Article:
The global timeline has every post from everyone on your instance *and* from everyone outside of your instance who has at least one follower in your instance. In other words, it has every post that your instance knows about.
Some other small changes
Small changes that you can see on the screenshot:
- CW allows to add a content warning explaining what you’re going to talk about: I can say « CW racism » and if you’re ready to read about it, you can click « Read more » and see my post.
- The character count limit is set individually by each instance (website).
- There are no quote-tweets.
- There is a language filter: you can manually set the language of your posts and you can choose to only see posts in languages you understand. Your instance can also decide to install machine translation plugins.
Some weaknesses of Mastodon
- Not everyone understands instances, and people can be stressed out about where to sign up, or feel like they need to have several accounts
- Either you own your instance and you have to have enough technical knowledge to update it and keep it running (and there are hosting costs), or you’re on someone else’s instance for free and without effort but if the owner runs out of money or has a personal issue and stops making hosting payments, the instance could shut down without warning
- No recommendations engine means that it’s super hard to discover new people, and that you can often get to « the end » of the feed. In the Meta & Twitter world we’re in, where once you’re done catching up we have recommendations to fill up your timeline, this can be a real shock.
About the Fediverse
It’s not just Mastodon
Mastodon is the most well-known part of the Fediverse, mostly because of the whole Twitter debacle. But the Fediverse isn’t just Mastodon. Among others:
- Diaspora* and Friendica are to Facebook what Mastodon is to Twitter
- Pixelfed is the Instagram one
- Misskey and Pleroma both work like Mastodon, with slightly different features (like quote tweets); Gab works like Mastodon but for the far-right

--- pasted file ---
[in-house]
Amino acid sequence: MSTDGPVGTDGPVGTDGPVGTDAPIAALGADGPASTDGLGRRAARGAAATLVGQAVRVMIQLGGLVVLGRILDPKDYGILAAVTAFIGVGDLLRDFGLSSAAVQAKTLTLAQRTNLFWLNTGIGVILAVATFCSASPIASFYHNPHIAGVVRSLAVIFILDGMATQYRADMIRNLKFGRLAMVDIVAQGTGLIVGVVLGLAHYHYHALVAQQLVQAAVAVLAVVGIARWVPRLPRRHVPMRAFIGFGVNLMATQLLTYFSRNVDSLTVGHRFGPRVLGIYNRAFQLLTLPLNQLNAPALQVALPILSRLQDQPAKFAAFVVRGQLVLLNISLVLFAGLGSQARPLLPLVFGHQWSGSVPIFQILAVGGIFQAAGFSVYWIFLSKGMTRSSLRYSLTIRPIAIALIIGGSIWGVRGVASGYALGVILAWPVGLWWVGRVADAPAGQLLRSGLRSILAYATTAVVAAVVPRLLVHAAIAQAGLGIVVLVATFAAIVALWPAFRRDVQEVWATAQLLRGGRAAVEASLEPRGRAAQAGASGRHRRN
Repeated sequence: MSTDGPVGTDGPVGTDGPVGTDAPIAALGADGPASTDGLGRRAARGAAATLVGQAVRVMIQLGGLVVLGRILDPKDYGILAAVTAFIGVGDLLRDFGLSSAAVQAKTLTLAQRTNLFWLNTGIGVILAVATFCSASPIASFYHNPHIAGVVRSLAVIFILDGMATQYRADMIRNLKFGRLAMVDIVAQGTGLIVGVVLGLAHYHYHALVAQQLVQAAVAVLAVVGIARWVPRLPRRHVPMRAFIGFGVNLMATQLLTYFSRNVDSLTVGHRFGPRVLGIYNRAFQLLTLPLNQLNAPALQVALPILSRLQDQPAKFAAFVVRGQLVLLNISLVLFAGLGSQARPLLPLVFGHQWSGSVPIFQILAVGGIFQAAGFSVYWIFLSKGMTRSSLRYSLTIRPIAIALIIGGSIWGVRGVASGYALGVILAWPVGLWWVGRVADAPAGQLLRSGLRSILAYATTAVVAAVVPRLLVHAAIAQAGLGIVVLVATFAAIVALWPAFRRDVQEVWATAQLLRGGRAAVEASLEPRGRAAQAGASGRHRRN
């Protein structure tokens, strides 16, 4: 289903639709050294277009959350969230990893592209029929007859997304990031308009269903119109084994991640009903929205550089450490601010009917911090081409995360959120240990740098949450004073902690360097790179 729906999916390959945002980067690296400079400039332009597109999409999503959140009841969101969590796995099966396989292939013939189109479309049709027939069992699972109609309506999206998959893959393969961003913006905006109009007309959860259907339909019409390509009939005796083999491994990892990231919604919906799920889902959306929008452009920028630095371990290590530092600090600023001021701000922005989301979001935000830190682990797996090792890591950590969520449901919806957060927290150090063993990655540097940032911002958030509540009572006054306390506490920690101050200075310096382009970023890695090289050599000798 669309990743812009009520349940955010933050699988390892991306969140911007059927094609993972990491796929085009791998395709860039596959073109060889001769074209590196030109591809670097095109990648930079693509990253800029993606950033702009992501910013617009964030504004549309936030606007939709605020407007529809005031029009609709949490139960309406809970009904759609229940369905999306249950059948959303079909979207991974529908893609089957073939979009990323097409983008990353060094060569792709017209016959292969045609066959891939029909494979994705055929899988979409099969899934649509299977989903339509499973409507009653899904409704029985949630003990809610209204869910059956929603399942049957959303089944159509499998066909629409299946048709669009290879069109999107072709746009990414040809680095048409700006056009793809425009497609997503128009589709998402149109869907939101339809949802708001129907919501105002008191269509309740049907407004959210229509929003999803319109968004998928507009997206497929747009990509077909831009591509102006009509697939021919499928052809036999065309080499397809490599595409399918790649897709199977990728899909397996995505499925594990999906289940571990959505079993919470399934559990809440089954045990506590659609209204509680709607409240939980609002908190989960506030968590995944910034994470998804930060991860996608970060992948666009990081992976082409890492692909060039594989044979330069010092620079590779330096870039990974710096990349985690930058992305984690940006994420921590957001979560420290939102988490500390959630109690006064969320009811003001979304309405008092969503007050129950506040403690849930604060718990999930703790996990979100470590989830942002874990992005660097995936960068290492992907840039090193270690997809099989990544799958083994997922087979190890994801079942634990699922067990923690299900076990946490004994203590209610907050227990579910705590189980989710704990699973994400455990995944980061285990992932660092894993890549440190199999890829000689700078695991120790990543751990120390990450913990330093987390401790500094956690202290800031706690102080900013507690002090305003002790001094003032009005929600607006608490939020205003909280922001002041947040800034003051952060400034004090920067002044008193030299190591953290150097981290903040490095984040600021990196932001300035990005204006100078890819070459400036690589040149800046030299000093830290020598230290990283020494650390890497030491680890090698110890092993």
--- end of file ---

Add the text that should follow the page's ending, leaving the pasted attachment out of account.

- Plume, Write.as, WriteFreely and also WordPress allow for blogging in the Fediverse
- Lemmy is a Reddit clone
- Castopod is for podcasts, Funkwhale for music, PeerTube is a video platform
- Mobilizon is a meetup tool to organize events
On all of these platforms, anyone can run an instance, either just for them, privately for people they know, or for anyone to sign up to.
And since all of this is open source, any developer can build their own platform and federate it with all the others.
All of these platforms use the same coding protocol. This means that whichever platform you’re on, a like is a like, a share is a share, a post is a post and a reply is a reply.
You can post a photo on your Pixelfed account; I can like the photo on Mastodon, where I follow your account (which is called something like @firstname.lastname@example.org) and use my WordPress blog to write « wow, this photo is cool » with a link to your photo. On your Pixelfed account, this will show as one like and one comment; from my Mastodon account, I will see that there is one like and one comment on your photo.
This is what we call federation: you use the platform you want, and I use the platform I want, and we can interact and see the same thing, just not with the same layout and features.
(Same goes if I comment on your PeerTube video on Diaspora*: it will show as a comment on PeerTube and as a reply on Mastodon.)
By now, I hope you understand what « Federation » means: anyone can use any platform in any way they want and since everything is federated, someone else using their own platform will see the same thing, in the format and app type that they prefer.
From then, there’s one final little definition to share:
Fediverse is a contraction of Federated Universe.
It is usually localized accordingly: Fédivers in French, Fediverso in Italian. If you want to get technical, all of it runs on the ActivityPub protocol; you probably don’t need to know this, but if you see it in a translation task, don’t panic, it’s just the thing that makes this whole thing compatible.
Is anything unclear? Is there something more you’d like to know? My comments section is open! And since I don’t track you on my website, if you share this explanation to someone I’d looove to know about it in the comments too 🙂
You can reuse this explanation as is or as part of something else, for business or personal purposes, with the only condition that you link back here for credit. (This means it’s under a CC-BY license, like everything else on my blog.)